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International Journal of Risk & Safety in Medicine 27 (2015) 85–91 DOI 10.3233/JRS-150645IOS Press Suicidal risk from TADS study was higherthan it first appeared G¨oran H¨ogberga,b,∗, David O. Antonuccioc and David Healyda Department of Women's and Children's Health, Child and Adolescent Psychiatric Unit,Karolinska Institutet, Astrid Lindgren Children's Hospital, Stockholm, SwedenbStockholm Child and Adolescent Psychiatry, BUP Huddinge, Stockholm, SwedencDepartment of Psychiatry and Behavioral Sciences, University of Nevada School of Medicine,Reno, NV, USAdBangor University, Wales, UK Received 11 November 2014Accepted 6 April 2015 Abstract. Completed suicides are a major cause of death in adolescents in Sweden. Forensic analysis of completed suicides in
children and adolescents shows there is one completed suicide per 1000 children taking a selective serotonin re-uptake inhibitor
(SSRI). In order to elucidate these events we undertook a study of the results and reporting of suicidal events in the Treatment
of Adolescents with Depression Study (TADS). We conclude that a major, albeit underreported, finding in the TADS was the
significant increase of suicidal events in the adolescents on antidepressant medication in comparison to the group on placebo
medication. The proportions of suicidal events were 11% and 2.7% respectively. This increased risk of suicidal events might be
related to the high incidence of medication with an SSRI in the group of completed suicides among Swedish adolescents.
Keywords: SSRIs, suicide, adolescent depression, TADS, CBT There have been multiple meta-analyses focusing on the risk of increased suicidality in SSRI-treated adolescents. Dubicka et al. analysed 15 studies with SSRIs and young people diagnosed with depression[1]. They found that suicide attempts and self-harm occurred more frequently in the SSRI-treated groupcompared with the placebo group (fixed effects odds ratio 1.70, 95% CI, 1.13–2.54, P = 0.01). Hammadet al. included 16 pediatric SSRI studies with the diagnostic category of depression [2]. The increased riskfor those treated with SSRIs compared with those treated with placebo was 1.66 (95% CI, 1.02–2.68).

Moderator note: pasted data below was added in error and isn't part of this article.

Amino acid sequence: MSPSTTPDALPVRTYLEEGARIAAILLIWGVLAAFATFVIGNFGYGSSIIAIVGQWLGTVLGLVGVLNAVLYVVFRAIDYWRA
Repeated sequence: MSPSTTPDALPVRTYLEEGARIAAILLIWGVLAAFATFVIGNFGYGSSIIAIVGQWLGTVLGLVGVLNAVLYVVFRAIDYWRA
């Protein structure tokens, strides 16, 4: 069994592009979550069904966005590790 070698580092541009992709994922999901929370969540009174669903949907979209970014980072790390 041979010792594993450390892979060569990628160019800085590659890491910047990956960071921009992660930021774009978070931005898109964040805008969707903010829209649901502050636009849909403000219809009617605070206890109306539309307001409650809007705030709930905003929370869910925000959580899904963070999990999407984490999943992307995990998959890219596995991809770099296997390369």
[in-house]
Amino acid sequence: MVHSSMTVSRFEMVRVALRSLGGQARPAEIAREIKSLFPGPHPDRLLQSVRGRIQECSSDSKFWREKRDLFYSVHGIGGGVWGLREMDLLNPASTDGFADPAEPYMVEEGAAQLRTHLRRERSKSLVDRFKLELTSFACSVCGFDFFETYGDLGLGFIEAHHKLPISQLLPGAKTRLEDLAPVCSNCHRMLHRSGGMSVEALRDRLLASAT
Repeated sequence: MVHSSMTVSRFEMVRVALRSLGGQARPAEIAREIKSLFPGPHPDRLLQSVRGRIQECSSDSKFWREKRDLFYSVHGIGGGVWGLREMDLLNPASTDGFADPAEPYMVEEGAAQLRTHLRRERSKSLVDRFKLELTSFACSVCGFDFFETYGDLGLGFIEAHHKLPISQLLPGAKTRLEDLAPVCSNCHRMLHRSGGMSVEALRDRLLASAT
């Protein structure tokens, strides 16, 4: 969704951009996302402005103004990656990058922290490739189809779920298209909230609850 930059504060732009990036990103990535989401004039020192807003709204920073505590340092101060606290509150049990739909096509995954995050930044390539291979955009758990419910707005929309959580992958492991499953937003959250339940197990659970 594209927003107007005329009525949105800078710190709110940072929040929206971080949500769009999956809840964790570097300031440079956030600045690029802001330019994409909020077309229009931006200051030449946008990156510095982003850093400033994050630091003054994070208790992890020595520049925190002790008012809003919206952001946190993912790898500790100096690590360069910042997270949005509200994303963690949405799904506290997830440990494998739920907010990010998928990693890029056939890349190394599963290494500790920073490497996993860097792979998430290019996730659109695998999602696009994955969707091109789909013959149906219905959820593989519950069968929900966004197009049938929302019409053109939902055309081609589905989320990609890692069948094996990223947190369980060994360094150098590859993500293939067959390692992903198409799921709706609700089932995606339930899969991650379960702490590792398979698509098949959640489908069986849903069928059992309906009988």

The conclusion was that "Use of antidepressant drugs in pediatric patients is associated with a modestlyincreased risk of suicidality". Bridge et al. in a meta-analysis of 27 pediatric studies with SSRIs indifferent clinical conditions found an increased risk difference of suicidal ideation/suicide attempt in all ∗Address for correspondence: G¨oran H¨ogberg, BUP Huddinge, Paradistorg 4, 117 66 Huddinge, Sweden. Tel.: +46 8 514 529 00; Fax: +46 8 514 529 05; E-mail: 0924-6479/15/$35.00 2015 – IOS Press and the authors. All rights reserved G. H¨ogberg et al. / Inconsistent reporting of TADS suicidality results trials (0.7%; 95% CI, 0.1% to 1.3%), the number needed to harm was 143, thus there were 0.7% suicidalevents with an antidepressant [3]. Finally, in a matched case-control study, Olfson et al. found a significantincreased risk with antidepressant drugs in children and adolescents regarding suicide attempts (OR, 1.52;95% CI, 1.12–2.07), and completed suicides (OR, 15.62; 95% CI, 1.65-infinity) [4].
Individual studies vary in how they measure suicidality. Suicidality is usually not reported as an outcome measure but rather as a spontaneously reported adverse event. Suicides are usually not classified basedon a systematic assessment. Studies also evaluate different types of SSRIs. All of these factors make itdifficult to compare across studies.
In this short report we aim to better understand the relationship between a prescription of an SSRI and completed suicide in children and adolescents in Sweden. In the USA and in Europe the only SSRIapproved for administration to depressed children and adolescents is fluoxetine. We chose to analyse thefindings and reporting on suicidality related to fluoxetine. Because the Treatment of Adolescents withDepression Study (TADS) systematically analysed adverse reactions for suicidal events during the trial,we chose to examine the results and the presentations of the suicidal events data from TADS.
2. Methods